If you’ve ever travelled long-haul on a plane and were condemned to an economy seat in the middle of a row of 4 spaces, you know how uncomfortable this can be. The longer the haul, the worse it is. I once flew 8 hours like that.
Cramped, knees hurting, no sleep, battling the arm-rest with your neighbour, people crawling over you to go to the loo when you’re asleep. The list goes on, and as a result, you quickly feel fatigued.
This has occurred with many people using Zoom in the last year. Back to back Zoom meetings with little time to relax or change the scenery, awful camera images of your meeting colleagues, so you have to squint to see them. Bad lighting and substandard sound, so you strain to hear their tinny voices. Too many people crammed onto a small laptop screen, which gives you headaches, and some people do not even bother to turn on their webcam.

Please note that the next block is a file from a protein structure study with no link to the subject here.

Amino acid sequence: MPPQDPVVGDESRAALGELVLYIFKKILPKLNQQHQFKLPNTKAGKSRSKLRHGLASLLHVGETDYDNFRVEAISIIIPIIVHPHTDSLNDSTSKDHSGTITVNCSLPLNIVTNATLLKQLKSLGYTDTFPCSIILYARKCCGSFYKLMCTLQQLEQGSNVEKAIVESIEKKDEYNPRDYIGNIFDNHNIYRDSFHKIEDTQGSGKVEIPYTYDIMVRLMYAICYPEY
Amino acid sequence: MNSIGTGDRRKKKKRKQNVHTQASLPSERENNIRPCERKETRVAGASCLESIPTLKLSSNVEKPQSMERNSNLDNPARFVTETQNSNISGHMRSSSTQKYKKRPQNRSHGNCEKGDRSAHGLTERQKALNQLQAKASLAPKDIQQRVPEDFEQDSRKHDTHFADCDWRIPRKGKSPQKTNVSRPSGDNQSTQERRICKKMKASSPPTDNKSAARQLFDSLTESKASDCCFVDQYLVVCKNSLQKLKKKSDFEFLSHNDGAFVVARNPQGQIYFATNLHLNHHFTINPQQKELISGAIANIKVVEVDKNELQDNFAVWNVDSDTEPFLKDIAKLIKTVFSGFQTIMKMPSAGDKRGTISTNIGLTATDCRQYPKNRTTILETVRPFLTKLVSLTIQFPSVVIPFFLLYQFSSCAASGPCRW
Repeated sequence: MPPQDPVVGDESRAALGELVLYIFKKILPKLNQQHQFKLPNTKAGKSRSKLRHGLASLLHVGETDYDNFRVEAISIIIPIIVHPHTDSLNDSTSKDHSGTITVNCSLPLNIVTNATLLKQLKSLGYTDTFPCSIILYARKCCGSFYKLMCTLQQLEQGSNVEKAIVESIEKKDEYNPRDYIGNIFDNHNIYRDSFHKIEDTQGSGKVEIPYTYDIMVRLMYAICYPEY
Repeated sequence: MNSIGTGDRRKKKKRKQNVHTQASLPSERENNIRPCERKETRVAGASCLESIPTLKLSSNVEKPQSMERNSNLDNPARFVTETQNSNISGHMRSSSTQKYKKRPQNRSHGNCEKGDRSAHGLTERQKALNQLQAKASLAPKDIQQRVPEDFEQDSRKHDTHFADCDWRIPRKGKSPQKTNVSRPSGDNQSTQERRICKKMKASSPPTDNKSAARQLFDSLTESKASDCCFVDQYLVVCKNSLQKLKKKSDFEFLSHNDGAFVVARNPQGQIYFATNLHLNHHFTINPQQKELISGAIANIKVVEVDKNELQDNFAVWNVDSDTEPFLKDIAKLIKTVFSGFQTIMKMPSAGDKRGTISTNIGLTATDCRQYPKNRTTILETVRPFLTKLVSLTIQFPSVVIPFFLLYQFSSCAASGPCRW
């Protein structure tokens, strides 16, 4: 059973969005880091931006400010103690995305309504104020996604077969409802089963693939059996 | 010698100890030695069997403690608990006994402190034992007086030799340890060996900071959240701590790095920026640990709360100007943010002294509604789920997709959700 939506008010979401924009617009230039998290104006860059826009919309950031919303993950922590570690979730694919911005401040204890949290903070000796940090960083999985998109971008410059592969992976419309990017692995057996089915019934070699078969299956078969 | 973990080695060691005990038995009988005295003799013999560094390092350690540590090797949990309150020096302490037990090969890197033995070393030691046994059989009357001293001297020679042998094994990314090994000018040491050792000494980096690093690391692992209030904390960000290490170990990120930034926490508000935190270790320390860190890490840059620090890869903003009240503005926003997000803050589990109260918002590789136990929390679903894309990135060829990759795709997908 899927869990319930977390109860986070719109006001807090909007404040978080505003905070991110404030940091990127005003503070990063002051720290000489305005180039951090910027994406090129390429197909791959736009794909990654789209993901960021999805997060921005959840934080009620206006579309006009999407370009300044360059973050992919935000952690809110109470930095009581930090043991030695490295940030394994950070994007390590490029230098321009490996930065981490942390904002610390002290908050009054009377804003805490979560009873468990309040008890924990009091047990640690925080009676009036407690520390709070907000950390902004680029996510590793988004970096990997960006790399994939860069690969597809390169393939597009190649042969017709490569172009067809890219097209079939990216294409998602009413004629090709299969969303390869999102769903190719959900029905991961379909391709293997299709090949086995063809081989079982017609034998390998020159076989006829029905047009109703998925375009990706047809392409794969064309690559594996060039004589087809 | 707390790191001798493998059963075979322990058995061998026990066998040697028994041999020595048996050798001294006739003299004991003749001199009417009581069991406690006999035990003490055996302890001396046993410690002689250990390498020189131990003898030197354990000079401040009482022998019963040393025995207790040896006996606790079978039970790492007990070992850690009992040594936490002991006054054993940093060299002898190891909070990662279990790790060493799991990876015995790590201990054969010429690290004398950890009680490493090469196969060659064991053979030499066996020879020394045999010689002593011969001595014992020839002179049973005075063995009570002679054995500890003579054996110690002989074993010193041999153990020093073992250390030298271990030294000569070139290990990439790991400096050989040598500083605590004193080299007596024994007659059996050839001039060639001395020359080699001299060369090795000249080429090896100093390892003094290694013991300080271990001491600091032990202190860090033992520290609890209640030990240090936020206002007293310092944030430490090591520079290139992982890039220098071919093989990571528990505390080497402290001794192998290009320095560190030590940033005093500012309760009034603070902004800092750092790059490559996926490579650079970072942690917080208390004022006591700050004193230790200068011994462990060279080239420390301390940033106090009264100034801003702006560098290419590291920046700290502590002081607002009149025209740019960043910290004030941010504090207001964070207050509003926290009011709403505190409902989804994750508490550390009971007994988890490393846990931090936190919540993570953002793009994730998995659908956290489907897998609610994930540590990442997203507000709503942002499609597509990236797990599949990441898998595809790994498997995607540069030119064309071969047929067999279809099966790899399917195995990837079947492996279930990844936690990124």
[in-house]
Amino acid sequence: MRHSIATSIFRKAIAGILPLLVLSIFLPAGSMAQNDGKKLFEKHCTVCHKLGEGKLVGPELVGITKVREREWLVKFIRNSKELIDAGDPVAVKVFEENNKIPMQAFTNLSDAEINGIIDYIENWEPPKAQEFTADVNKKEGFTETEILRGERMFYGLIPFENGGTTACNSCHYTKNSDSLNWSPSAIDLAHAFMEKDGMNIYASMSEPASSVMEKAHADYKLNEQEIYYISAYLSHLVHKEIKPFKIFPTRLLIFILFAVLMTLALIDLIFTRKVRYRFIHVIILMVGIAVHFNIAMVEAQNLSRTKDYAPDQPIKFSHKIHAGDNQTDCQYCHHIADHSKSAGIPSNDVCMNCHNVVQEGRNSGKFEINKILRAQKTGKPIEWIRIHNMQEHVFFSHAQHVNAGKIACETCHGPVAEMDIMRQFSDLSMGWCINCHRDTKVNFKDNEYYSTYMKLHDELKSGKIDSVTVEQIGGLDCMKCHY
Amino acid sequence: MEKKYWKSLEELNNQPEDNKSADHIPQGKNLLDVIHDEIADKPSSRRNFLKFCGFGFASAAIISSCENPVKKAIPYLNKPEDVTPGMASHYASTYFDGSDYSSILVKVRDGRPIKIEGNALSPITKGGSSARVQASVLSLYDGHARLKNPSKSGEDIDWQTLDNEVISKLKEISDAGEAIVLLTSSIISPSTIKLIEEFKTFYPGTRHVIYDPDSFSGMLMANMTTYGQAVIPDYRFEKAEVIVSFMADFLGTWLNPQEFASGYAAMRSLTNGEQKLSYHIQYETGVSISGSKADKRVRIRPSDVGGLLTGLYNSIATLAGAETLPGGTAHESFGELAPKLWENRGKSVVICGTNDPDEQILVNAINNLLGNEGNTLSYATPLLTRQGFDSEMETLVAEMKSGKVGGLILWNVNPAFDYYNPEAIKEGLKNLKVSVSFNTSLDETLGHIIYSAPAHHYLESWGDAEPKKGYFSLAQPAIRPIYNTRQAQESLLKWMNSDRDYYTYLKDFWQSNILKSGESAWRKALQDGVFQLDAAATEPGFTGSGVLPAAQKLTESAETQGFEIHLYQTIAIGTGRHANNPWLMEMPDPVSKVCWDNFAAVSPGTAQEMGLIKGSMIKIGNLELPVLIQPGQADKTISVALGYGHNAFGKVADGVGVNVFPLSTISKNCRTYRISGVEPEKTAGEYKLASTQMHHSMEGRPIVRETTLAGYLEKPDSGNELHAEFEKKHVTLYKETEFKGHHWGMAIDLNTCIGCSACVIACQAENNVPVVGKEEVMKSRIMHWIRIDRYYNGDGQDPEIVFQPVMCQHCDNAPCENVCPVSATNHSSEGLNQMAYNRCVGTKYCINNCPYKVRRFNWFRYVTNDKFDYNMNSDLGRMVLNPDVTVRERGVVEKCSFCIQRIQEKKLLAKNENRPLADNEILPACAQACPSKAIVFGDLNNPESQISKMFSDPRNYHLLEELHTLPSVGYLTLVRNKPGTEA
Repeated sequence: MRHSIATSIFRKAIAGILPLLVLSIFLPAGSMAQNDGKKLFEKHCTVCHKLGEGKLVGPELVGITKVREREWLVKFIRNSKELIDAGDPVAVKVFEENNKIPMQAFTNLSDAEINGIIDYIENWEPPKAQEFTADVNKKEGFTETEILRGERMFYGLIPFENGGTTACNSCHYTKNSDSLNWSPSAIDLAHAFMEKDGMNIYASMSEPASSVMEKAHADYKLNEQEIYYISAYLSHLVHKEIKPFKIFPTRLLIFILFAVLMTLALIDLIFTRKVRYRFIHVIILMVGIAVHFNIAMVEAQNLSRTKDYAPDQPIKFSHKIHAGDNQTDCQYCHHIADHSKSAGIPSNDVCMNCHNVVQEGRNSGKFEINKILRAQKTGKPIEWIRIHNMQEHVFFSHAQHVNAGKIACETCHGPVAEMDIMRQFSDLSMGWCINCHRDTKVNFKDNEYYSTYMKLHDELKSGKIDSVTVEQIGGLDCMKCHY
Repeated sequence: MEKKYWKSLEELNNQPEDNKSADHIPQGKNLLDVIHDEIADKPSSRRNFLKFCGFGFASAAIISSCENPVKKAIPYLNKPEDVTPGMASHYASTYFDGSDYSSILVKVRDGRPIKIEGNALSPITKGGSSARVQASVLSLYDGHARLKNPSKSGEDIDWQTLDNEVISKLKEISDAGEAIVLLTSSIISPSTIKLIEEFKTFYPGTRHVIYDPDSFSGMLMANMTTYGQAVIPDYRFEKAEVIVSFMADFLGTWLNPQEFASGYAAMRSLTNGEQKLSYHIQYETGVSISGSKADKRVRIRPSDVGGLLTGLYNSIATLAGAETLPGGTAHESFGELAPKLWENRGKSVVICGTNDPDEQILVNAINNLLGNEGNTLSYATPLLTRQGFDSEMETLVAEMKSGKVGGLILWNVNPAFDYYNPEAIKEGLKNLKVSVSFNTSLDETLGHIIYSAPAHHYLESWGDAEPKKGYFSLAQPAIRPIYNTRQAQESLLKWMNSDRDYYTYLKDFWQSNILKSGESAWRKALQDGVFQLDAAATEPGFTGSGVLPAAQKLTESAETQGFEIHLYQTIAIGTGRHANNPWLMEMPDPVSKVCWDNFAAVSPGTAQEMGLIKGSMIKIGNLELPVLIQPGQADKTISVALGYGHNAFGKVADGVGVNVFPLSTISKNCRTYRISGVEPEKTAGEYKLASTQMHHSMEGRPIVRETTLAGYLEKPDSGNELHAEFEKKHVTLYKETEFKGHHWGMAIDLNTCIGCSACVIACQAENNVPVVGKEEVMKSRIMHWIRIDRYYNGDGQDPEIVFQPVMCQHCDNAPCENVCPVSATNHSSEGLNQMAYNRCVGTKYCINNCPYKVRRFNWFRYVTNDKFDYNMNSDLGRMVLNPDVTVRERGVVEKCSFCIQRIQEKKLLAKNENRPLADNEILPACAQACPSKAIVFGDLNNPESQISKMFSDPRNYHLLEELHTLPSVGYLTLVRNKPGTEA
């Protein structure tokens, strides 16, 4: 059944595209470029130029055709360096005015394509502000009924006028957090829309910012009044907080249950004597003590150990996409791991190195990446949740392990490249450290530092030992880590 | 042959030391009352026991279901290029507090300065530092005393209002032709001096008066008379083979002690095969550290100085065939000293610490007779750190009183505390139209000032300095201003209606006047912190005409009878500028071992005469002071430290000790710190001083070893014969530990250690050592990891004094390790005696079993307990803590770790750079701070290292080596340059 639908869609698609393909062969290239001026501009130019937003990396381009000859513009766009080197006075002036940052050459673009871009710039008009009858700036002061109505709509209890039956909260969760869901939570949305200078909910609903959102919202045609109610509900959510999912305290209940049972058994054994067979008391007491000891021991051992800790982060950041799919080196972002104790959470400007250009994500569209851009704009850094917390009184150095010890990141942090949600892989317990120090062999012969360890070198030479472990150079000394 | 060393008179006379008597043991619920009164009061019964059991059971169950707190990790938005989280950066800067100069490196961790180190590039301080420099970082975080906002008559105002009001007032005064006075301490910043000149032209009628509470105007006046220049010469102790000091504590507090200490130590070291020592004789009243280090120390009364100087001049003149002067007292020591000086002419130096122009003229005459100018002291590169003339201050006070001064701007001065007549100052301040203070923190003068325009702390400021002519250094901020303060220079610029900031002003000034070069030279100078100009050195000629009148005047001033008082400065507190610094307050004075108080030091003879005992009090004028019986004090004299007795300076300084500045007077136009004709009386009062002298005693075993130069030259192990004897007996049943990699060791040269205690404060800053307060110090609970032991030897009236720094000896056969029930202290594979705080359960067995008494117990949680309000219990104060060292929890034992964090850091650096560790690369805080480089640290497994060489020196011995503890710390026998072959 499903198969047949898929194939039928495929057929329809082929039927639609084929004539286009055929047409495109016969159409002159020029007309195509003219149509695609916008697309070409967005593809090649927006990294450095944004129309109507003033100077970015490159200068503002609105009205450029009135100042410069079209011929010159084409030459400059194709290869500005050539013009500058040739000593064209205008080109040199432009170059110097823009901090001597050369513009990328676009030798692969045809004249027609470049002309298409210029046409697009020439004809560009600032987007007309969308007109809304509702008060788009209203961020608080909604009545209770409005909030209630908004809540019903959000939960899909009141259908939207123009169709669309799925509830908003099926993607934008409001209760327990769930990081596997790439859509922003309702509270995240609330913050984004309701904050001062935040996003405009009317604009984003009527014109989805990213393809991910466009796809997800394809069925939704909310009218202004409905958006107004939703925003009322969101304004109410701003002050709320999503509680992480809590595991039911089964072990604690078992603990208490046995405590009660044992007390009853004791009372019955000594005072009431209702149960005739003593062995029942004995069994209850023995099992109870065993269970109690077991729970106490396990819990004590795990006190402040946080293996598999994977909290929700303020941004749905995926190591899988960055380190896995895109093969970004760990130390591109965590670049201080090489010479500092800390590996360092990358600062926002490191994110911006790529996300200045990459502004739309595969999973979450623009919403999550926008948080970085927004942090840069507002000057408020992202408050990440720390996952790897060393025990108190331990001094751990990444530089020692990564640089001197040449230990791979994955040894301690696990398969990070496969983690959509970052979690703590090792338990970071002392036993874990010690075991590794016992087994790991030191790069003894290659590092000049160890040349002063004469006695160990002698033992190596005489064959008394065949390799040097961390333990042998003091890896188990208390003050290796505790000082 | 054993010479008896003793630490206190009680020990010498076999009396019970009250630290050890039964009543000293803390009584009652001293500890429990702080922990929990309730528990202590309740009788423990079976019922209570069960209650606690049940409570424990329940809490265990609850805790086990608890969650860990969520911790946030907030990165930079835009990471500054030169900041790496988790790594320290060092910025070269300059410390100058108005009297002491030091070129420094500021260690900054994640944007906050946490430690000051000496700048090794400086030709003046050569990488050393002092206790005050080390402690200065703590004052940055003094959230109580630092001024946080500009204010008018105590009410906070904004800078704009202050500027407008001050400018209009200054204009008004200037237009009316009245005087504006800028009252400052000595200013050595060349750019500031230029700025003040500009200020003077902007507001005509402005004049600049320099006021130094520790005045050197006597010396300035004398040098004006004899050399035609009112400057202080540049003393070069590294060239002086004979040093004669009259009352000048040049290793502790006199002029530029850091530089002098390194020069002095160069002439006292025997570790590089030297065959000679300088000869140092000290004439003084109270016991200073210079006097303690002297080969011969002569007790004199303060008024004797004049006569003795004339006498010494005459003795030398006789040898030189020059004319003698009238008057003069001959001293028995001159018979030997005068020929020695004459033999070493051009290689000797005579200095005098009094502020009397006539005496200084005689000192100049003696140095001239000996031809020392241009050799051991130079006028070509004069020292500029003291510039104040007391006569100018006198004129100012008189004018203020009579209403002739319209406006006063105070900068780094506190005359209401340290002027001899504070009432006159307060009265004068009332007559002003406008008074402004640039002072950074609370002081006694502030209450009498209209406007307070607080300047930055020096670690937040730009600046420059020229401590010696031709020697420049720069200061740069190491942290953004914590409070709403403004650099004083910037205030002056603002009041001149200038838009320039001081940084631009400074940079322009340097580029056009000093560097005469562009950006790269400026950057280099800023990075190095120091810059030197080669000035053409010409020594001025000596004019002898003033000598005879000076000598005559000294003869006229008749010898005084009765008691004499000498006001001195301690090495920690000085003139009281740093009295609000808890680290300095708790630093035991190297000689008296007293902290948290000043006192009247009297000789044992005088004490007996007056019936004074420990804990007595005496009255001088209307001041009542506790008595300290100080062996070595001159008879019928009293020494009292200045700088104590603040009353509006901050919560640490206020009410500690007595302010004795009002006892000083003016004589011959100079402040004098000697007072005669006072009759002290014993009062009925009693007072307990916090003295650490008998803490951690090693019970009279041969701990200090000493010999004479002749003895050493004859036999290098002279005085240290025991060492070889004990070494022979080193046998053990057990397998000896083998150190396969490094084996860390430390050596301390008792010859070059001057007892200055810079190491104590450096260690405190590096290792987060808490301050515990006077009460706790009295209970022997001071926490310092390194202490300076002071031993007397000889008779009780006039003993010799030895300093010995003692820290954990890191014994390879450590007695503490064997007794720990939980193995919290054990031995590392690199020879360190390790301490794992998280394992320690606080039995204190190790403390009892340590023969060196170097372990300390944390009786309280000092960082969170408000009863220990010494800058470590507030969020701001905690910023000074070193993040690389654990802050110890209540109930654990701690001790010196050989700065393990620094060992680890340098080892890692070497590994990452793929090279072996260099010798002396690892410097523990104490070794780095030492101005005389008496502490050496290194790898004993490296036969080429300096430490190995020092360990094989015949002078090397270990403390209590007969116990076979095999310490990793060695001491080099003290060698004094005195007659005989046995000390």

No wonder people feel Zoom fatigued so quickly; there’s no surprise.
The answer is to fly Business Class if you do long haul flights, but not everyone can spend the money to do so, but businesses can. Suppose you want to encourage your teams to use Zoom and Teams more to conduct online meetings. In that case, you’ll need to upgrade their kit, teach them how to come across on Zoom properly and improve the experience for everyone.
If you want people in your offices, ask IT to enable sound cards and provide a good headset encompassing earphones and a microphone. If you can afford it, buy them the noise suppressing headsets. Add a respectable webcam, and maybe a USB powered ring light behind the webcam, and you’re good to go.
Cost – around £200 – and this is tax-deductible too. Don’t skimp. It’s much cheaper than having to rent or house a meeting room.
That’s how you prevent Zoom Fatigue.